Racial differences in posttraumatic stress disorder vulnerability following hurricane Katrina among a sample of adult cigarette smokers from new Orleans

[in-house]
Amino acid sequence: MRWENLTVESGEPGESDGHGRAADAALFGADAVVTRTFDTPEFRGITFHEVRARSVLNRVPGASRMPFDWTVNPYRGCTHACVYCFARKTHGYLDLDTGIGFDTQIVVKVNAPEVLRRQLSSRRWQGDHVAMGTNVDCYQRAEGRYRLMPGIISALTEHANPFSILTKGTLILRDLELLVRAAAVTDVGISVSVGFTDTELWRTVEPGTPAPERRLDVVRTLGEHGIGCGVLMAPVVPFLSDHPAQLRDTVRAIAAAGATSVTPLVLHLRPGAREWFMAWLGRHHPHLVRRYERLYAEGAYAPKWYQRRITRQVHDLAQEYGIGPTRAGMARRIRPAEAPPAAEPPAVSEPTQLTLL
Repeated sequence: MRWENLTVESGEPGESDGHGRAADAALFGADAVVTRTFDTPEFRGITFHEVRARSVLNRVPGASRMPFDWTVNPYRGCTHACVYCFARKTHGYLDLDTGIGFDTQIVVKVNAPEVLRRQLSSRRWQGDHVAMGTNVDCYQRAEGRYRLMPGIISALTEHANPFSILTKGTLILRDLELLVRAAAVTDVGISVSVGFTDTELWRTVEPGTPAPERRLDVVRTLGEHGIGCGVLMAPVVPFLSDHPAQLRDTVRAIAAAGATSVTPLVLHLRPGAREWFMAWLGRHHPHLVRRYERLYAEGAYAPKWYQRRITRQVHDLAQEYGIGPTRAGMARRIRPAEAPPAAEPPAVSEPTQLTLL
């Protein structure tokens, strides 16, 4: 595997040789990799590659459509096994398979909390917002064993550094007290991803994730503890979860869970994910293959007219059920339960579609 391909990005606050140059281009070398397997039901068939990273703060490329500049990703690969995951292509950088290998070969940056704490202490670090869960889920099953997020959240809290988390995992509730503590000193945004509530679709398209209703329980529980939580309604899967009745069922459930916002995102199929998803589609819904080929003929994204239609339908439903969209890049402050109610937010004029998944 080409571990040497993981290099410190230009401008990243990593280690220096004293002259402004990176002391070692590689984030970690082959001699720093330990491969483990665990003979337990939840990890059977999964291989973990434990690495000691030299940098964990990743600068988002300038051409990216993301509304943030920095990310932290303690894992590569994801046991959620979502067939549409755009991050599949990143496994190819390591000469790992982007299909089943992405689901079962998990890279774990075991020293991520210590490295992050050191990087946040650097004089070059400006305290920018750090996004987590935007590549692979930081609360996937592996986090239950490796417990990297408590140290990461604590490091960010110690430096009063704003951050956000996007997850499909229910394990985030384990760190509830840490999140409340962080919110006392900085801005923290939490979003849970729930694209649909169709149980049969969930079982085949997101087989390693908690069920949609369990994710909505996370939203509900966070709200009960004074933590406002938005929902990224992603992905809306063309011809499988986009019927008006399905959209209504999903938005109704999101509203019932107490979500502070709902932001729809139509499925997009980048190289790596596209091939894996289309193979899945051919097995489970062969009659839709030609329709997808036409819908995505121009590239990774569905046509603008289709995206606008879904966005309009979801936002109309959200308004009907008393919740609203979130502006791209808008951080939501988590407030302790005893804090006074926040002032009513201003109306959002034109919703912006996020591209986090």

Although blacks are more likely than whites to experience posttraumatic stress disorder (PTSD) after a natural disaster, the reasons for this disparity are unclear. This study explores whether race is associated with PTSD after adjusting for differences in preexisting vulnerabilities, exposure to stressors, and loss of social support due to Hurricane Katrina using a representative sample of 279 black and white adult current and past smokers who were present when Hurricane Katrina struck, and identified it as the most traumatic event in their lifetime. Multiple logistic regression models evaluated whether differential vulnerability (pre-hurricane physical and mental health functioning, and education level), differential exposure to hurricane-related stressors, and loss of social support deterioration reduced the association of race with PTSD. Blacks were more likely than whites to screen positive for PTSD (49 vs. 39 %, respectively, p = 0.030). Although blacks reported greater pre-hurricane vulnerability (worse mental health functioning and lower educational attainment) and hurricane-related stressor exposure and had less social support after the hurricane, only pre-hurricane mental health functioning attenuated the association of race with screening positive for PTSD. Thus, racial differences in pre-hurricane functioning, particularly poorer mental health, may partially explain racial disparities in PTSD after natural disasters, such as Hurricane Katrina. Future studies should examine these associations prospectively using representative cohorts of black and whites and include measures of residential segregation and discrimination, which may further our understanding of racial disparities in PTSD after a natural disaster.